One of my favorite books as a child was a paper-bound copy of Grimm's fairy tales. I read and re-read them, enjoying some more than others, but those stories have become part of my own fantasies and imagination. The stories collected and re-written and edited by the Brothers Grimm have come from a long tradition of oral story-telling and in that tradition are constantly being re-told, adapted, embellished, and re-contextualized into other forms. Fracturing fairy tale is a contemporary variant of what has been always done in fairy tales in that story is changed in some way--except that this term is usually associated with questions of gender representation.
Feminist criticism and re-visioning of fairy tales has centered on exposing the gender ideology that is perpetuated in tales. Criticism has focused on the passivity of young girls waiting to be rescued, the encoded binaries in a text that equate beauty with goodness, the representation of evil stepmothers, and the closures which seal a girl's dependency on a prince. I would particularly, like to raise questions of what kind of changes are being made in regard to picture book versions of `fractured' fairy tales.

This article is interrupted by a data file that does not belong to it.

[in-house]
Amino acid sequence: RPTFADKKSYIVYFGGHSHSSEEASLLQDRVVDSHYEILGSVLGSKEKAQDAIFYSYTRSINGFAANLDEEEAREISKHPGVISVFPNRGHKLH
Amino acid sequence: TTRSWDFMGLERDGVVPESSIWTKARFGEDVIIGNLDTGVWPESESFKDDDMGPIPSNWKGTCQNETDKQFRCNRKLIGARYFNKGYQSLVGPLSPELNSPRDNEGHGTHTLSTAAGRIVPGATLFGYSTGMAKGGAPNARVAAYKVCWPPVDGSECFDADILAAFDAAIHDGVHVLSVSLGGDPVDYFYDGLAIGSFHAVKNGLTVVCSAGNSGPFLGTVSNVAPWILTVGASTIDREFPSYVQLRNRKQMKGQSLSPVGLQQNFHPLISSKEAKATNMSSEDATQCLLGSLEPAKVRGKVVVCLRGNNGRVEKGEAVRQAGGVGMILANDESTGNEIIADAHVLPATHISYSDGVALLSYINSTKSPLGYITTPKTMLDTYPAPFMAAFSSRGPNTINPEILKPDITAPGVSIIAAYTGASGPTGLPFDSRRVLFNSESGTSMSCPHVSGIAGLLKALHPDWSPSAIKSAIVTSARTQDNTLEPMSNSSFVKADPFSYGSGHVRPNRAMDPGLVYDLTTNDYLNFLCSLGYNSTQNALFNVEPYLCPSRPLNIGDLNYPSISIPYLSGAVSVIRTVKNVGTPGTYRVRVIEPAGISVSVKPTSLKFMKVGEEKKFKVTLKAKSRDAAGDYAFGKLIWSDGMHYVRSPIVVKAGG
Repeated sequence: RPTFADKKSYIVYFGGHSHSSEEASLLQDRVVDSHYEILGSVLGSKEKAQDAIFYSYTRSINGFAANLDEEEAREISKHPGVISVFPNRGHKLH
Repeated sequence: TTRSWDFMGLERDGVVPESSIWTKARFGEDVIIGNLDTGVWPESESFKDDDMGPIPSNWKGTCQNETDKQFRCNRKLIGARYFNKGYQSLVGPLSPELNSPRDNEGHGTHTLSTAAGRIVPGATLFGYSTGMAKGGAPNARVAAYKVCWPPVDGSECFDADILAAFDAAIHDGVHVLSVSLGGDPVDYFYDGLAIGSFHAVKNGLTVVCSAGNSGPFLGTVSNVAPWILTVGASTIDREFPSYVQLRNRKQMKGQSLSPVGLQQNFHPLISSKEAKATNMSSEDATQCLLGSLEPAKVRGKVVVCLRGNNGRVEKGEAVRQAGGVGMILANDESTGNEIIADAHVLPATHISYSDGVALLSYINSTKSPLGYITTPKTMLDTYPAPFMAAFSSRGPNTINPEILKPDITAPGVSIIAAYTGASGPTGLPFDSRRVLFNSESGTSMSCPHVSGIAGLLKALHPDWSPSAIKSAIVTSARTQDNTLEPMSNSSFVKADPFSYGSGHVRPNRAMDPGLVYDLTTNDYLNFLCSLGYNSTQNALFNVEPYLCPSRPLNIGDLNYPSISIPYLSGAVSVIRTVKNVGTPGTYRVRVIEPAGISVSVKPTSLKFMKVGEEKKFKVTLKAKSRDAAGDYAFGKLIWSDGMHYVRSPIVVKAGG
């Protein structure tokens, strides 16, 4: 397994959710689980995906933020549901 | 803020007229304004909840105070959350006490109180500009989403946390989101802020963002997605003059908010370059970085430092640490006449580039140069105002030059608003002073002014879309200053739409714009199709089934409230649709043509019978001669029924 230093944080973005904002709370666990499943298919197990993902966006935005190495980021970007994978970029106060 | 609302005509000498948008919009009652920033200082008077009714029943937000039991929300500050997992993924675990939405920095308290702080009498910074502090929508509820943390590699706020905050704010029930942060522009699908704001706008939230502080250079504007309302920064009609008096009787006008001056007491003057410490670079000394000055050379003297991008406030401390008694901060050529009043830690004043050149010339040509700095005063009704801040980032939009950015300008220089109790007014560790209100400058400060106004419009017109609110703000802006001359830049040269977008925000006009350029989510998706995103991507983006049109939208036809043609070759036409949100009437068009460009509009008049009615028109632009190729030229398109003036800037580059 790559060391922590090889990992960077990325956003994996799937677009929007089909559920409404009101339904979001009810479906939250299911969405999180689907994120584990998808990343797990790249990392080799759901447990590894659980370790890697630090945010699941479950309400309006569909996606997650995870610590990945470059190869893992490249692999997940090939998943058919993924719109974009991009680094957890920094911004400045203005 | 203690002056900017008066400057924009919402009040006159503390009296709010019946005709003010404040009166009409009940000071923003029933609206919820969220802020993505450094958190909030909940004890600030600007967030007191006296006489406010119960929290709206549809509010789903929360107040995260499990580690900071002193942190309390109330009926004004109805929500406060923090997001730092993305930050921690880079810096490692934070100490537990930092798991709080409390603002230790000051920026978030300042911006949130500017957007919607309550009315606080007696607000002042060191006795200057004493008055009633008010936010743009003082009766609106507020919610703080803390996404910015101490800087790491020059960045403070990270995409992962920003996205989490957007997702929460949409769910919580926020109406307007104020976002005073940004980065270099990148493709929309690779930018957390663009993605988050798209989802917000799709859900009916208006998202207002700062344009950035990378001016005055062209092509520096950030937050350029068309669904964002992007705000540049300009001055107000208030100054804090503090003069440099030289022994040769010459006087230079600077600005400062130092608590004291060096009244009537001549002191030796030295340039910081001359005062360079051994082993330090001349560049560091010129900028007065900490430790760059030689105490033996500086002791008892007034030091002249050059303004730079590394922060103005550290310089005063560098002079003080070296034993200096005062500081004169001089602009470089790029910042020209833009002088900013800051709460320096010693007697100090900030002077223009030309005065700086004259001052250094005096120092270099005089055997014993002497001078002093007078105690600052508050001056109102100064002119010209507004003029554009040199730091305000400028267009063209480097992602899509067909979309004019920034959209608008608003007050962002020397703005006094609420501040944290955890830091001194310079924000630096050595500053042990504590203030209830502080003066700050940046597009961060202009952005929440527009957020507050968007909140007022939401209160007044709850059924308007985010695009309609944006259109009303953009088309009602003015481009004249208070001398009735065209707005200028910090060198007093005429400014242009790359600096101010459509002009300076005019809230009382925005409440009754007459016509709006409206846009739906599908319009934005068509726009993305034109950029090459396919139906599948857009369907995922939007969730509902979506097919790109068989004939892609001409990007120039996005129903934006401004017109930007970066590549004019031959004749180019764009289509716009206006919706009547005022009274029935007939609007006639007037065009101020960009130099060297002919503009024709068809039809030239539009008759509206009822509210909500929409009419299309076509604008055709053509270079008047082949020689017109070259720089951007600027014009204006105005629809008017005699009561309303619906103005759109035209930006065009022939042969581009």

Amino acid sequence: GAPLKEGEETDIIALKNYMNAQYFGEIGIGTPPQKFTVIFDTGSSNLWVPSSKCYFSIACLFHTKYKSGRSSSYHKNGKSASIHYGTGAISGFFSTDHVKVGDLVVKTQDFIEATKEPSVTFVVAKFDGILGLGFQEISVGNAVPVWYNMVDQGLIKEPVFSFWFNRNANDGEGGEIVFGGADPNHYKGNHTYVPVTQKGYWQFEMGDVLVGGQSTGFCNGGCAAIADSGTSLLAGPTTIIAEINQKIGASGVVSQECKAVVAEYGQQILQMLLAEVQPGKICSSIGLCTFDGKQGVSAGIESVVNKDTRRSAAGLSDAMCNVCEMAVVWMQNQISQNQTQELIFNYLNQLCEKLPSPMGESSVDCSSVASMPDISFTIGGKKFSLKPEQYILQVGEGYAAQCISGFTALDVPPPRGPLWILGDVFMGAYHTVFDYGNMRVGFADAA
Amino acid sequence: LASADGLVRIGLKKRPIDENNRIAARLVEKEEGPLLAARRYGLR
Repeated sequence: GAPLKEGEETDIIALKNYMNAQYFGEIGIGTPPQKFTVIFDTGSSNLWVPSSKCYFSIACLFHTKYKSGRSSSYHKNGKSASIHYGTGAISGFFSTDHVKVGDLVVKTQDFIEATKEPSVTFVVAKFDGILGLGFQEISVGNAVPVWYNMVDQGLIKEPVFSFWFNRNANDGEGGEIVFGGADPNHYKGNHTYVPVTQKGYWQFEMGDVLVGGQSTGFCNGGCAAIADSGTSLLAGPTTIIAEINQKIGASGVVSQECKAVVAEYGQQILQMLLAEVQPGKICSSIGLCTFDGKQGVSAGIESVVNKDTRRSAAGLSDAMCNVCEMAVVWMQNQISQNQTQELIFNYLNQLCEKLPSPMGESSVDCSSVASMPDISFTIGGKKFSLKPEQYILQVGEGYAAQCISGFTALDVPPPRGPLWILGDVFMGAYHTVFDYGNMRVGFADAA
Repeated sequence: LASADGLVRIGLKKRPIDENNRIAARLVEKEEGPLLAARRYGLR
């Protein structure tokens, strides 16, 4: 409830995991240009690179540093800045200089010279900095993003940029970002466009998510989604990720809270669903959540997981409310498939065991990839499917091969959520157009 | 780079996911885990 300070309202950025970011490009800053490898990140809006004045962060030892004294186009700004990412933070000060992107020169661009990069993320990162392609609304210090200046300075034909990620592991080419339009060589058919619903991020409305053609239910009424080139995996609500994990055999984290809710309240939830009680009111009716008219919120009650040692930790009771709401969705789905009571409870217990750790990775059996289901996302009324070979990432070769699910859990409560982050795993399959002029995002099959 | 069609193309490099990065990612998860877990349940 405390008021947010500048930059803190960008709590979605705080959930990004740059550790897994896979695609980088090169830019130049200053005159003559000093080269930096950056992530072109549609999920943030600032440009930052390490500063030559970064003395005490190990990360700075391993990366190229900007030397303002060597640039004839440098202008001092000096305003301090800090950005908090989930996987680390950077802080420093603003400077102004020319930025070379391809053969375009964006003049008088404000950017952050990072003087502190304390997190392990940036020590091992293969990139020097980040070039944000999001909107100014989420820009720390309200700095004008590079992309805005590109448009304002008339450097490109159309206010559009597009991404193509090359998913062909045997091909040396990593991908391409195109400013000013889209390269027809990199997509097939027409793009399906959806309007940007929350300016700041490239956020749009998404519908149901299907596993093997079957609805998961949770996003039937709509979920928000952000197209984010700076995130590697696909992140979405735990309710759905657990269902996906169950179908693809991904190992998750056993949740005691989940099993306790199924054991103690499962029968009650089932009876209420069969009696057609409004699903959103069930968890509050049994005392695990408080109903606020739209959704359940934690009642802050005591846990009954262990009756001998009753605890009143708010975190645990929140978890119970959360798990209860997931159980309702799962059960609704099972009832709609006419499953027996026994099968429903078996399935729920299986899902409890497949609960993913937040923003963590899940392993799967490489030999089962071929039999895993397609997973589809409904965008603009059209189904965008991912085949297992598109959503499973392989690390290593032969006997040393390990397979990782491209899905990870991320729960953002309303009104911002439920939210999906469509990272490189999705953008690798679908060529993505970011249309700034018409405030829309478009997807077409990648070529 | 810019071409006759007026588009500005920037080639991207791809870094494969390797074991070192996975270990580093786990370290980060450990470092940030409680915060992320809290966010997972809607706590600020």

A number of different approaches are used. In her parody, Prince Cinders (New York: Putnam, 1988), for example, Babette Cole changes story by altering point-of-view, reversing gender roles, and by fracturing the portrait of the ideal, handsome prince. Another approach has been to fracture gender role expectations in original tales that use the narrative plot form and conventions of traditional fairy tales. Jay William's Petronella (New York: Parents' Magazine Press, 1973) is an interesting older example. Katherine Paterson addresses gender equity in her original tale, The King's Equal (HarperCollins, 1992). In looking at re-tellings of tales such as these, I wonder to what extent they fracture ideologies of gender and beauty that have been encoded into traditional tales. Do these stories go beyond merely reversing gender roles? Are there ways in which these alternative stories might be considered feminist texts? In relation to thinking about feminist approaches to fairy tale in picture books, there are, I think some basic questions we can ask in relation to re-tellings that purport to fracture or change traditional tales in some way:
I believe in the magic and power that fairy stories have in shaping our own and children's imaginations and fantasies. I take delight in discovering the different ways in which stories have been re-visioned but I think it important to discuss just in what ways `fractured' tales produce alternative meanings and experiences for children.
Created June 24, 1997 and is continuously revised
SCILS, Rutgers, The State University of New Jersey